The jobs as cabbie and census worker were what made him so invaluable an asset to Strachwitz. McCormick taped and took notes on all these encounters, and the many to come, and compiled them into a huge home archive whose sheer scope and size came to intimidate McCormick. After a precious few examples of sharing his work with the world — as in the extensive liner notes to an album by Henry “Ragtime Texas” Thomas, whose name you might not know but whose work you just might. His “Bull Doze Blues” was adapted and re-released by the California blues-rock group Canned Heat as “Going Up the Country” and is now classic rock fodder and the centerpiece of major ad campaigns. Thomas, a railroad hobo born in 1875, played not just the earliest blues but also styles of music even older. He accompanied himself with quills, panpipes fashioned out canes cut from the bottomlands. McCormick’s liner notes on Thomas’s one and only record are some of the ablest scholarship into the pre-blues, pre-recorded era of African American music available to this day.
But after that … McCormick’s projects got the best of him. He spent months if not years chasing the ghost of Robert Johnson in Arkansas and Mississippi and claimed to have scored two photographs of the spectral bluesman from Johnson’s half-sisters long before any of his verified likenesses came to light. These he intended to publish in a book about Johnson to be entitled Biography of a Phantom. But he never completed the book, nor a history of the Texas blues he embarked upon with British researcher Paul Oliver. (Dallas folklorist Alan Govenar has since compiled an unfinished version of the book for release.)
Da Vinci, not painting the corners….it seemed like he let all the knowledge he’d assembled pile up to the point where writing about even a little of it was impossible, as each one of the strands he’d collected led to another, and another, and another, and he was incapable of telling any of it if he couldn’t tell it all. He came to call his archive “the Monster.”
He had some odd footnotes to his career. It was he who codified the spelling of zydeco. Prior to his efforts, the style, which derives its name from the Creole pronunciation of the French les haricots (“the beans”), was billed as “zordico,” “zologo,” “zodico,” and so on. McCormick fiddled around a bit with a sheet of paper and a pen and inserted the “y” (because he thought it gave the word a sci-fi edge) and put it out on posters and albums by Clifton Chenier and now that’s just the way it’s spelled.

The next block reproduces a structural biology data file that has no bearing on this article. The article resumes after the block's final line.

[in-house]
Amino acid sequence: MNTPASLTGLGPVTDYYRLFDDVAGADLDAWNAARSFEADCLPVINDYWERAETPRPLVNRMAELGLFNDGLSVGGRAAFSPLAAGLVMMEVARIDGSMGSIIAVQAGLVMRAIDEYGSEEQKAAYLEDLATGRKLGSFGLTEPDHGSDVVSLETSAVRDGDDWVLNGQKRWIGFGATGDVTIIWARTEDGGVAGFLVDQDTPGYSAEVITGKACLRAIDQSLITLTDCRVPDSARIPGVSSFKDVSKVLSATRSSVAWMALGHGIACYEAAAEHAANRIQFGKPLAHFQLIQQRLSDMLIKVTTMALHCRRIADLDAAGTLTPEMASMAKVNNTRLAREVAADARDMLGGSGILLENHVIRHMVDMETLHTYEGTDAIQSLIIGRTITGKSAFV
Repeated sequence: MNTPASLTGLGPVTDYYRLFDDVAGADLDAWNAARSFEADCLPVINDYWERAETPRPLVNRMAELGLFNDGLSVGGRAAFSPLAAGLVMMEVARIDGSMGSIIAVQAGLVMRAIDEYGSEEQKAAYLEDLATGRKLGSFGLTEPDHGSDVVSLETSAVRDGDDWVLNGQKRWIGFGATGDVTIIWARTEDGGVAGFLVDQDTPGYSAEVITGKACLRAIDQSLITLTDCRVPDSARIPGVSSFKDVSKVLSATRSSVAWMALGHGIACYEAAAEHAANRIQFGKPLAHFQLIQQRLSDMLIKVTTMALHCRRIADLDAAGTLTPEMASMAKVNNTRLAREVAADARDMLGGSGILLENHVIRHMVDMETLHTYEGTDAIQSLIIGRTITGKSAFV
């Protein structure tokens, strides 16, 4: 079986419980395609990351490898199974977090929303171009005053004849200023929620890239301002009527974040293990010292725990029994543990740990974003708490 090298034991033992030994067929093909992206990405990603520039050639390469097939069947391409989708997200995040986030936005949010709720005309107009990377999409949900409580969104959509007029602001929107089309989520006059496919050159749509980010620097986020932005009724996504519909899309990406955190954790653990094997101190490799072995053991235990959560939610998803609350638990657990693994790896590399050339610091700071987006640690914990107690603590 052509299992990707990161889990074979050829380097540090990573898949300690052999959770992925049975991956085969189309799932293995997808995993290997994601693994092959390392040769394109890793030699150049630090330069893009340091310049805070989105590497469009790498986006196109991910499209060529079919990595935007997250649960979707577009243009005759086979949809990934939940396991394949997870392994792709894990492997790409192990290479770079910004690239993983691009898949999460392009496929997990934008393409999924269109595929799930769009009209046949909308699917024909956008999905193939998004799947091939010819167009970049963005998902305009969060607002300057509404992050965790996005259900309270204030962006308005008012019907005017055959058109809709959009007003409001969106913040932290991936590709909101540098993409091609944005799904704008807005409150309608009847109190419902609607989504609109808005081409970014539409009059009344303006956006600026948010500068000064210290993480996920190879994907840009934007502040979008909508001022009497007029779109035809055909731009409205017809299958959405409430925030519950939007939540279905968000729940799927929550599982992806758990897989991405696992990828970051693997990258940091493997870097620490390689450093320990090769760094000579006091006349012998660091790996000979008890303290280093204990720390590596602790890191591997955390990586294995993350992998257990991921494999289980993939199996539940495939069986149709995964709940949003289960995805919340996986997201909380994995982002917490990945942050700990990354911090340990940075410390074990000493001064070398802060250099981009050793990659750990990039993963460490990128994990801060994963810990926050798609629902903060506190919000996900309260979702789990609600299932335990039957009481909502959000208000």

A failed playwright, McCormick was also a respected lay scholar on Walt Whitman and Emily Dickinson.
He could also possibly be the source of the possibly untrue story that folk singer Pete Seeger attempted to silence Bob Dylan’s pivotal electric music Newport Folk Festival performance by hacking through the band’s electrical cords with his trusty ax. According to McCormick, it didn’t happen that way at all — he said he pulled the plug on Dylan because he needed the stage for his group of singing Texas ex-cons to practice, and Dylan’s band rehearsal was so loud he couldn’t hear McCormick telling him his time was up.
And there was a controversy near the end of his life when a hired researcher and shared a sliver of information from the Monster with the New York Times’s John Jeremiah Sullivan. It was only a shred of information, but of great import to blues fans and scholars and Houstonians: It documented the hitherto-unknown origins of the utterly haunting, astoundingly brilliant country blues tune. “Last Kind Word Blues.” All that was known of the song was that it was performed in Grafton, Wisconsin for the Paramount Label by two women — Geeshie Wiley and Elvie Thomas, who also recorded a few more tunes for them, and then vanished from history.
There is a tendency to ascribe all the best blues to Mississippi and that is what happened to “Last Kind Words Blues.” In the absence of any story to the contrary, it was assumed to have come from Mississippi and was billed as such via its inclusion on compilation albums for Mississippi greats. During that time its fame spread far and wide. It has a star turn in “Crumb,” the award-winning documentary about the old-timey music-loving cartoonist and illustrator R. Crumb. Critics have called the song “simply one of the best performances in early country blues” and said of Wiley that she “may well have been the rural South’s greatest female blues singer and musician.”
Well, maybe not so rural, because the information McCormick’s researcher spirited to the New York Times revealed that Wiley and Thomas were actually not from Mississippi or anywhere rural but instead Houston’s Fourth Ward.
And so the music world was left wondering what else the Monster held. And it still does, as the fate of “the Monster” has been a secret since McCormick passed away five years ago. We’ve asked around, and heard from a reliable source that its next home will be an institution worthy of its contents. Watch this space for further developments as they become available.
By John Nova Lomax